This love loves love. It's a strange love, strange love.find a way to lovemore quotes

In Silico Flurries: Computing a world of snow. Scientific American. 23 December 2017

# visualization + design

The 2018 Pi Day art celebrates the 30th anniversary of $\pi$ day and connects friends stitching road maps from around the world. Pack a sandwich and let's go!

# The art of Pi ($\pi$), Phi ($\phi$) and $e$

2018 $\pi$ day shrinks the world and celebrates road trips by stitching streets from around the world together. In this version, we look at the boonies, burbs and boutique of $\pi$ by drawing progressively denser patches of streets. Let's go places.
2017 $\pi$ day
2016 $\pi$ approximation day
2016 $\pi$ day
2015 $\pi$ day
2014 $\pi$ approx day
2014 $\pi$ day
2013 $\pi$ day
Circular $\pi$ art

Numbers are a lot of fun. They can start conversations—the interesting number paradox is a party favourite: every number must be interesting because the first number that wasn't would be very interesting! Of course, in the wrong company they can just as easily end conversations.

The art here is my attempt at transforming famous numbers in mathematics into pretty visual forms, start some of these conversations and awaken emotions for mathematics—other than dislike and confusion

Like music with numbers? Try Angels at My Door (Una), Pt vs Ys (Yoshinori Sunahara), 2wicky (Hooverphonic), One (Aimee Mann), Straight to Number One (Touch and Go), 99 luftbaloons (Nena).

Numerology is bogus, but art based on numbers can be beautiful. Proclus got it right when he said (as quoted by M. Kline in Mathematical Thought from Ancient to Modern Times)

Wherever there is number, there is beauty.

2,258 digits of $\phi$, 3,855 digits of $e$ and 3,628 digits of $\pi$ in 6 level treemaps. Uniform line thickness. Bauhaus prime colors in Piet Mondrian style. (2015 $\pi$ day posters, BUY ARTWORK)
All art posters are available for purchase.
I take custom requests.

## the numbers π, φ and e

The consequence of the interesting number paradox is that all numbers are interesting. But some are more interesting than others—how Orwellian!

All animals are equal, but some animals are more equal than others.
—George Orwell (Animal Farm)

Numbers such as $\pi$ (or $\tau$ if you're a revolutionary), $\phi$, $e$, $i = \sqrt{-1}$, and $0$ have captivated imagination. Chances are at least one of them appears in the next physics equation you come across.

$π φ e$
$= 3.14159 26535 89793 23846 26433 83279 50288 41971 69399 ... = 1.61803 39887 49894 84820 45868 34365 63811 77203 09179 ... = 2.71828 18284 59045 23536 02874 71352 66249 77572 47093 ...$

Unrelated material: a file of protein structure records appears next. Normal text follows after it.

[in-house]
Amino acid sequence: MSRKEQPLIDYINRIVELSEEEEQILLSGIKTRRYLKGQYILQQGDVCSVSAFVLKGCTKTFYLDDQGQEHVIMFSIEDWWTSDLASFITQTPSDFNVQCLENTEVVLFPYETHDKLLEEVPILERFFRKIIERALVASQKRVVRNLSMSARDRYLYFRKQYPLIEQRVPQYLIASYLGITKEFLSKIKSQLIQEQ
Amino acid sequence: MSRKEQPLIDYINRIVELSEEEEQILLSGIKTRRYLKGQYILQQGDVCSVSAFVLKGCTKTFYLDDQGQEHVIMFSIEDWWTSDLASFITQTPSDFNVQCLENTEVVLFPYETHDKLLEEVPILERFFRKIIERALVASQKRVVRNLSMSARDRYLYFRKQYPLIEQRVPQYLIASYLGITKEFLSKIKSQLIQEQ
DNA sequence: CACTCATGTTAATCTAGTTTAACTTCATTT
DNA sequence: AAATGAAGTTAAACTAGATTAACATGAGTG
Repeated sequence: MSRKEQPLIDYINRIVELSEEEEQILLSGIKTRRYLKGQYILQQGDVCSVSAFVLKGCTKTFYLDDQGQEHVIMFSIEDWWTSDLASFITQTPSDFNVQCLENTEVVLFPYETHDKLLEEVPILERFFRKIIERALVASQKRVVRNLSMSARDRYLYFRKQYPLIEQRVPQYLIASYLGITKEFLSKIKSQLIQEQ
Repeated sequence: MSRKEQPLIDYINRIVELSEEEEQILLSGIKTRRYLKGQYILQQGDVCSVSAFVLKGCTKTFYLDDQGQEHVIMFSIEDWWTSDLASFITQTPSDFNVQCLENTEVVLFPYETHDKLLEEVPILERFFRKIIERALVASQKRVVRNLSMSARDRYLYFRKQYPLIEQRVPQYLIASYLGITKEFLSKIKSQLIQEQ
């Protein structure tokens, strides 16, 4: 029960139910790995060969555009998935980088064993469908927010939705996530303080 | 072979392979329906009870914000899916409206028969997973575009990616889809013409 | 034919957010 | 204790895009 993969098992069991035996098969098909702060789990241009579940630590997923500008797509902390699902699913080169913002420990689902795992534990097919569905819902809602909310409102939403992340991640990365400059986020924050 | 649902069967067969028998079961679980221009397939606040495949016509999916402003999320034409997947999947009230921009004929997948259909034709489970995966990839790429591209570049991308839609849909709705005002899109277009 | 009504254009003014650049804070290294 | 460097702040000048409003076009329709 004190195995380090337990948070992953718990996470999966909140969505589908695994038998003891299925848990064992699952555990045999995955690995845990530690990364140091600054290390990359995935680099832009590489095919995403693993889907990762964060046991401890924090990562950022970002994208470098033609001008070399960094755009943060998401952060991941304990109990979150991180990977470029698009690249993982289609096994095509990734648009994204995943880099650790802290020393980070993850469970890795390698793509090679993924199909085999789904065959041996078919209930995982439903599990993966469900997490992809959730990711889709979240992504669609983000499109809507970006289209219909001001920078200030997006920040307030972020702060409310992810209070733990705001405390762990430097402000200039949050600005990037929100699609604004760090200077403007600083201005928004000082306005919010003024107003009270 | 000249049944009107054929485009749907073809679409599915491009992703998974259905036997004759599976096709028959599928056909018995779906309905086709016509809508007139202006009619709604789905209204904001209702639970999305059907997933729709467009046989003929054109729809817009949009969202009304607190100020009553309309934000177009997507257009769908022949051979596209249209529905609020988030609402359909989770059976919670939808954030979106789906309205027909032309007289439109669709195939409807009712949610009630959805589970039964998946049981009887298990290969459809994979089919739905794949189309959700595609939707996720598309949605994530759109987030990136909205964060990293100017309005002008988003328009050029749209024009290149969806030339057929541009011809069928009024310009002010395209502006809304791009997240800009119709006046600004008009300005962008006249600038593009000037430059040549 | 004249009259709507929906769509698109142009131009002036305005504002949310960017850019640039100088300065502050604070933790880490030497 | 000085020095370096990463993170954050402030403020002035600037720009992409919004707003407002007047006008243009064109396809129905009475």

Of these three transcendental numbers, $\pi$ (3.14159265...) is the most well known. It is the ratio of a circle's circumference to its diameter ($d = \pi r$) and appears in the formula for the area of the circle ($a = \pi r^2$).

2,258 digits of $\phi$, 3,855 digits of $e$ and 3,628 digits of $\pi$ in 6 level treemaps. Uniform line thickness. Bauhaus prime colors in Piet Mondrian style. (2016 $\pi$ day posters, BUY ARTWORK)

The Golden Ratio ($\phi$, 1.61803398...) is the attractive proportion of values $a > b$ that satisfy ${a+b}/2 = a/b$, which solves to $a/b = {1 + \sqrt{5}}/2$.

The last of the three numbers, $e$ (2.71828182...) is Euler's number and also known as the base of the natural logarithm. It, too, can be defined geometrically—it is the unique real number, $e$, for which the function $f(x) = e^x$ has a tangent of slope 1 at $x=0$. Like $\pi$, $e$ appears throughout mathematics. For example, $e$ is central in the expression for the normal distribution as well as the definition of entropy. And if you've ever heard of someone talking about log plots ... well, there's $e$ again!

Two of these numbers can be seen together in mathematics' most beautiful equation, the Euler identity: $e^{i\pi} = -1$. The tau-oists would argue that this is even prettier: $e^{i\tau} = 1$.

## accidentally similar

Did you notice how the 13th digit of all three numbers is the same (9)? This accidental similarity generates its own number—the Accidental Similarity Number (ASN).

VIEW ALL

# Predicting with confidence and tolerance

Wed 07-11-2018
I abhor averages. I like the individual case. —J.D. Brandeis.

We focus on the important distinction between confidence intervals, typically used to express uncertainty of a sampling statistic such as the mean and, prediction and tolerance intervals, used to make statements about the next value to be drawn from the population.